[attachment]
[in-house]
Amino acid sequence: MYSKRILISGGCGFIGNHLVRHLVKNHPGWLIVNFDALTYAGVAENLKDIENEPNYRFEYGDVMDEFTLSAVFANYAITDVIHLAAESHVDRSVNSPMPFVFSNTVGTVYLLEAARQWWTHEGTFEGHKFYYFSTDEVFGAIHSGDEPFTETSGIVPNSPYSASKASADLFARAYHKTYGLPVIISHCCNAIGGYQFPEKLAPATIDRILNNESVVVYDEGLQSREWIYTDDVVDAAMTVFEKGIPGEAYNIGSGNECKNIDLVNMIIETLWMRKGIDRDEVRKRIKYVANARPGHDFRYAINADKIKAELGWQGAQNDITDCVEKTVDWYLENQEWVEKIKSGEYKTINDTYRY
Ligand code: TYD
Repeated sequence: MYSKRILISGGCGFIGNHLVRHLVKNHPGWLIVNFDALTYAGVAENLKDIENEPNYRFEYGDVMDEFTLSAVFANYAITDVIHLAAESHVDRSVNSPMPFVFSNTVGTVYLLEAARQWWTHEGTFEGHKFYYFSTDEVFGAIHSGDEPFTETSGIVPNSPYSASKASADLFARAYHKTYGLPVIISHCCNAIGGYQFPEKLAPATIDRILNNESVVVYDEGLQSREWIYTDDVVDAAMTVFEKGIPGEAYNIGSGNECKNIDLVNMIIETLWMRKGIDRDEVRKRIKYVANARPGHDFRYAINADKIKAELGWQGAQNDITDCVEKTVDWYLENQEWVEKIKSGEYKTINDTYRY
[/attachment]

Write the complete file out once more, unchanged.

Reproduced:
[in-house]
Amino acid sequence: MYSKRILISGGCGFIGNHLVRHLVKNHPGWLIVNFDALTYAGVAENLKDIENEPNYRFEYGDVMDEFTLSAVFANYAITDVIHLAAESHVDRSVNSPMPFVFSNTVGTVYLLEAARQWWTHEGTFEGHKFYYFSTDEVFGAIHSGDEPFTETSGIVPNSPYSASKASADLFARAYHKTYGLPVIISHCCNAIGGYQFPEKLAPATIDRILNNESVVVYDEGLQSREWIYTDDVVDAAMTVFEKGIPGEAYNIGSGNECKNIDLVNMIIETLWMRKGIDRDEVRKRIKYVANARPGHDFRYAINADKIKAELGWQGAQNDITDCVEKTVDWYLENQEWVEKIKSGEYKTINDTYRY
Ligand code: TYD
Repeated sequence: MYSKRILISGGCGFIGNHLVRHLVKNHPGWLIVNFDALTYAGVAENLKDIENEPNYRFEYGDVMDEFTLSAVFANYAITDVIHLAAESHVDRSVNSPMPFVFSNTVGTVYLLEAARQWWTHEGTFEGHKFYYFSTDEVFGAIHSGDEPFTETSGIVPNSPYSASKASADLFARAYHKTYGLPVIISHCCNAIGGYQFPEKLAPATIDRILNNESVVVYDEGLQSREWIYTDDVVDAAMTVFEKGIPGEAYNIGSGNECKNIDLVNMIIETLWMRKGIDRDEVRKRIKYVANARPGHDFRYAINADKIKAELGWQGAQNDITDCVEKTVDWYLENQEWVEKIKSGEYKTINDTYRY